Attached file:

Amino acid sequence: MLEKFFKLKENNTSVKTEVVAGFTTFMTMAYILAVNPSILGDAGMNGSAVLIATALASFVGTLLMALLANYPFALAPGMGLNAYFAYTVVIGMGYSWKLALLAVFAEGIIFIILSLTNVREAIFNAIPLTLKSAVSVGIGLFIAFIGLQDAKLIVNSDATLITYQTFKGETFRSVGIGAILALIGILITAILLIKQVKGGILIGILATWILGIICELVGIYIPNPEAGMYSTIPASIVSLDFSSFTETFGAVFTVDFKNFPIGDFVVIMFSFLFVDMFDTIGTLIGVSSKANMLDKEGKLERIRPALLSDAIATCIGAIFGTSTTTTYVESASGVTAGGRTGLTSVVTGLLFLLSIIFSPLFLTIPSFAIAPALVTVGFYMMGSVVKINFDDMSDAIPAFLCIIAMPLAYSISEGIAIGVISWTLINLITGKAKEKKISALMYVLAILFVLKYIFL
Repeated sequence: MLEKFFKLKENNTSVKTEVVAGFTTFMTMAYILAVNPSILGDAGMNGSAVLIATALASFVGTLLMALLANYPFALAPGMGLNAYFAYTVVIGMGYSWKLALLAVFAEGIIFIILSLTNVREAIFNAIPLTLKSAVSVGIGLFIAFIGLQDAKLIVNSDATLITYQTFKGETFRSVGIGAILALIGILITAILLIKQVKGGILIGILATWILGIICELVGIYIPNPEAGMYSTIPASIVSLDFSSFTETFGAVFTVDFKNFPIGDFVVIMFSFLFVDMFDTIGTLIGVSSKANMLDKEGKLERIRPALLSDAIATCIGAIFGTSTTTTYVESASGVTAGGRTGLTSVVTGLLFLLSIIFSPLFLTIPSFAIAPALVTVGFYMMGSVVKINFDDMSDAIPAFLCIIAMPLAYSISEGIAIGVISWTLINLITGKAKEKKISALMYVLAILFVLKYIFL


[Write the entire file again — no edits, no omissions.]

Amino acid sequence: MLEKFFKLKENNTSVKTEVVAGFTTFMTMAYILAVNPSILGDAGMNGSAVLIATALASFVGTLLMALLANYPFALAPGMGLNAYFAYTVVIGMGYSWKLALLAVFAEGIIFIILSLTNVREAIFNAIPLTLKSAVSVGIGLFIAFIGLQDAKLIVNSDATLITYQTFKGETFRSVGIGAILALIGILITAILLIKQVKGGILIGILATWILGIICELVGIYIPNPEAGMYSTIPASIVSLDFSSFTETFGAVFTVDFKNFPIGDFVVIMFSFLFVDMFDTIGTLIGVSSKANMLDKEGKLERIRPALLSDAIATCIGAIFGTSTTTTYVESASGVTAGGRTGLTSVVTGLLFLLSIIFSPLFLTIPSFAIAPALVTVGFYMMGSVVKINFDDMSDAIPAFLCIIAMPLAYSISEGIAIGVISWTLINLITGKAKEKKISALMYVLAILFVLKYIFL
Repeated sequence: MLEKFFKLKENNTSVKTEVVAGFTTFMTMAYILAVNPSILGDAGMNGSAVLIATALASFVGTLLMALLANYPFALAPGMGLNAYFAYTVVIGMGYSWKLALLAVFAEGIIFIILSLTNVREAIFNAIPLTLKSAVSVGIGLFIAFIGLQDAKLIVNSDATLITYQTFKGETFRSVGIGAILALIGILITAILLIKQVKGGILIGILATWILGIICELVGIYIPNPEAGMYSTIPASIVSLDFSSFTETFGAVFTVDFKNFPIGDFVVIMFSFLFVDMFDTIGTLIGVSSKANMLDKEGKLERIRPALLSDAIATCIGAIFGTSTTTTYVESASGVTAGGRTGLTSVVTGLLFLLSIIFSPLFLTIPSFAIAPALVTVGFYMMGSVVKINFDDMSDAIPAFLCIIAMPLAYSISEGIAIGVISWTLINLITGKAKEKKISALMYVLAILFVLKYIFL